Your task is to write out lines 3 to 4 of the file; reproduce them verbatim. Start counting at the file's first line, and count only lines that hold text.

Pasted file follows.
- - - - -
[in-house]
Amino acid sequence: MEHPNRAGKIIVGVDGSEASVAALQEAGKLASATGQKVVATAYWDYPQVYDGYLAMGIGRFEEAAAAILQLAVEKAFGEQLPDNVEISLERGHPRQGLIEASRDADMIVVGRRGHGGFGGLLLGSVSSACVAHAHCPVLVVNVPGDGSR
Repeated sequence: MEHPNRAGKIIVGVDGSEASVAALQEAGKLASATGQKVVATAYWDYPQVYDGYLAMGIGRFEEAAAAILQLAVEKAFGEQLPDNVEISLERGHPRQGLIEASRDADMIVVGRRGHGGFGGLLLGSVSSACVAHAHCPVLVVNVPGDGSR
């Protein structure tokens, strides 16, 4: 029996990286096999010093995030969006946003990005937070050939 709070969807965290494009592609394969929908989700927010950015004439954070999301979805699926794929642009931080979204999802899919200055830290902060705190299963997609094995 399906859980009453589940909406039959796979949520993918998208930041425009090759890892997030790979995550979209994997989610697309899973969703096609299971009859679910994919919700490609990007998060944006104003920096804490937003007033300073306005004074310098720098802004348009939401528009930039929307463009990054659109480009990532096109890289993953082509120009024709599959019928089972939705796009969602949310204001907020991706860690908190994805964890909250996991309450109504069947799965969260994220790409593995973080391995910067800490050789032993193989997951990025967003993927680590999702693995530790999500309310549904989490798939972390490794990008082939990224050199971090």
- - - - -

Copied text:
Repeated sequence: MEHPNRAGKIIVGVDGSEASVAALQEAGKLASATGQKVVATAYWDYPQVYDGYLAMGIGRFEEAAAAILQLAVEKAFGEQLPDNVEISLERGHPRQGLIEASRDADMIVVGRRGHGGFGGLLLGSVSSACVAHAHCPVLVVNVPGDGSR
């Protein structure tokens, strides 16, 4: 029996990286096999010093995030969006946003990005937070050939 709070969807965290494009592609394969929908989700927010950015004439954070999301979805699926794929642009931080979204999802899919200055830290902060705190299963997609094995 399906859980009453589940909406039959796979949520993918998208930041425009090759890892997030790979995550979209994997989610697309899973969703096609299971009859679910994919919700490609990007998060944006104003920096804490937003007033300073306005004074310098720098802004348009939401528009930039929307463009990054659109480009990532096109890289993953082509120009024709599959019928089972939705796009969602949310204001907020991706860690908190994805964890909250996991309450109504069947799965969260994220790409593995973080391995910067800490050789032993193989997951990025967003993927680590999702693995530790999500309310549904989490798939972390490794990008082939990224050199971090």